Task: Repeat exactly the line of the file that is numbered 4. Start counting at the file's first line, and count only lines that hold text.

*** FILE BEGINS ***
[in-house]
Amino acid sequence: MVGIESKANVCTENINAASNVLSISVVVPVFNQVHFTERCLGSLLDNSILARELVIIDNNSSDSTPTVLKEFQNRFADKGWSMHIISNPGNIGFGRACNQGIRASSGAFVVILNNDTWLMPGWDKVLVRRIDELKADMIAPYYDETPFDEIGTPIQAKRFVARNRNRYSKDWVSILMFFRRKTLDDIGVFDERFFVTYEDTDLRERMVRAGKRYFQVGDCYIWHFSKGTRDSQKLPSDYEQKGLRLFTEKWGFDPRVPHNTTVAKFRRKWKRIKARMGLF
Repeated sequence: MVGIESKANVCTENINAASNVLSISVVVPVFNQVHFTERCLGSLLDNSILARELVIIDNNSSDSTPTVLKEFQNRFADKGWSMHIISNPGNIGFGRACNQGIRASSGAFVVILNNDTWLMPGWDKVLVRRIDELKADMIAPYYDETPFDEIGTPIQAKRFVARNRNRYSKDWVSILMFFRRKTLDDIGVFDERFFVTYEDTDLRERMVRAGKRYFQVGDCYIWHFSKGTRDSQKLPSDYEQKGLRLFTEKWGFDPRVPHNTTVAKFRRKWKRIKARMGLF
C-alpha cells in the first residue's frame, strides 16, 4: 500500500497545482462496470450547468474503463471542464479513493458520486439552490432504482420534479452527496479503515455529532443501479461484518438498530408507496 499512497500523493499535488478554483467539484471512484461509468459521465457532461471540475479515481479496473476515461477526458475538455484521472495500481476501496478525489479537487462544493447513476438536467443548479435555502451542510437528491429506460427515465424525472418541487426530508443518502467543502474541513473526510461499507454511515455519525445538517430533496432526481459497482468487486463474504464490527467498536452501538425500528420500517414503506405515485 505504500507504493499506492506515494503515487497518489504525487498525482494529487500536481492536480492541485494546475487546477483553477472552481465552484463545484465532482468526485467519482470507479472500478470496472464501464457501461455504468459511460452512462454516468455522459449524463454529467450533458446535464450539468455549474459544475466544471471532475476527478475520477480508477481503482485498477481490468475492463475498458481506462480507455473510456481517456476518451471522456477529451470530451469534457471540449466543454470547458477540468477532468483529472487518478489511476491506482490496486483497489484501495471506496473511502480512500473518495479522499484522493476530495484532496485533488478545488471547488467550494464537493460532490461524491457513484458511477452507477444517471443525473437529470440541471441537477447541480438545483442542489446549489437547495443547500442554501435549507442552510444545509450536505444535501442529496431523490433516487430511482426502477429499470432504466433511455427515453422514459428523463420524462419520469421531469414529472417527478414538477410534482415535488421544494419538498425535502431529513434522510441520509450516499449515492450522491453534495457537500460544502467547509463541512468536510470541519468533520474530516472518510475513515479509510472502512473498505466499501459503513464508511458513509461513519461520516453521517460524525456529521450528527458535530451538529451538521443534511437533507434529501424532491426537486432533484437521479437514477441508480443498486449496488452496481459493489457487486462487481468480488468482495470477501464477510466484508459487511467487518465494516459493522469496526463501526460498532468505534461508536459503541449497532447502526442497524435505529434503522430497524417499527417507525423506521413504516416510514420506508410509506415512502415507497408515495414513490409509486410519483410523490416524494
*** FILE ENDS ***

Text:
C-alpha cells in the first residue's frame, strides 16, 4: 500500500497545482462496470450547468474503463471542464479513493458520486439552490432504482420534479452527496479503515455529532443501479461484518438498530408507496 499512497500523493499535488478554483467539484471512484461509468459521465457532461471540475479515481479496473476515461477526458475538455484521472495500481476501496478525489479537487462544493447513476438536467443548479435555502451542510437528491429506460427515465424525472418541487426530508443518502467543502474541513473526510461499507454511515455519525445538517430533496432526481459497482468487486463474504464490527467498536452501538425500528420500517414503506405515485 505504500507504493499506492506515494503515487497518489504525487498525482494529487500536481492536480492541485494546475487546477483553477472552481465552484463545484465532482468526485467519482470507479472500478470496472464501464457501461455504468459511460452512462454516468455522459449524463454529467450533458446535464450539468455549474459544475466544471471532475476527478475520477480508477481503482485498477481490468475492463475498458481506462480507455473510456481517456476518451471522456477529451470530451469534457471540449466543454470547458477540468477532468483529472487518478489511476491506482490496486483497489484501495471506496473511502480512500473518495479522499484522493476530495484532496485533488478545488471547488467550494464537493460532490461524491457513484458511477452507477444517471443525473437529470440541471441537477447541480438545483442542489446549489437547495443547500442554501435549507442552510444545509450536505444535501442529496431523490433516487430511482426502477429499470432504466433511455427515453422514459428523463420524462419520469421531469414529472417527478414538477410534482415535488421544494419538498425535502431529513434522510441520509450516499449515492450522491453534495457537500460544502467547509463541512468536510470541519468533520474530516472518510475513515479509510472502512473498505466499501459503513464508511458513509461513519461520516453521517460524525456529521450528527458535530451538529451538521443534511437533507434529501424532491426537486432533484437521479437514477441508480443498486449496488452496481459493489457487486462487481468480488468482495470477501464477510466484508459487511467487518465494516459493522469496526463501526460498532468505534461508536459503541449497532447502526442497524435505529434503522430497524417499527417507525423506521413504516416510514420506508410509506415512502415507497408515495414513490409509486410519483410523490416524494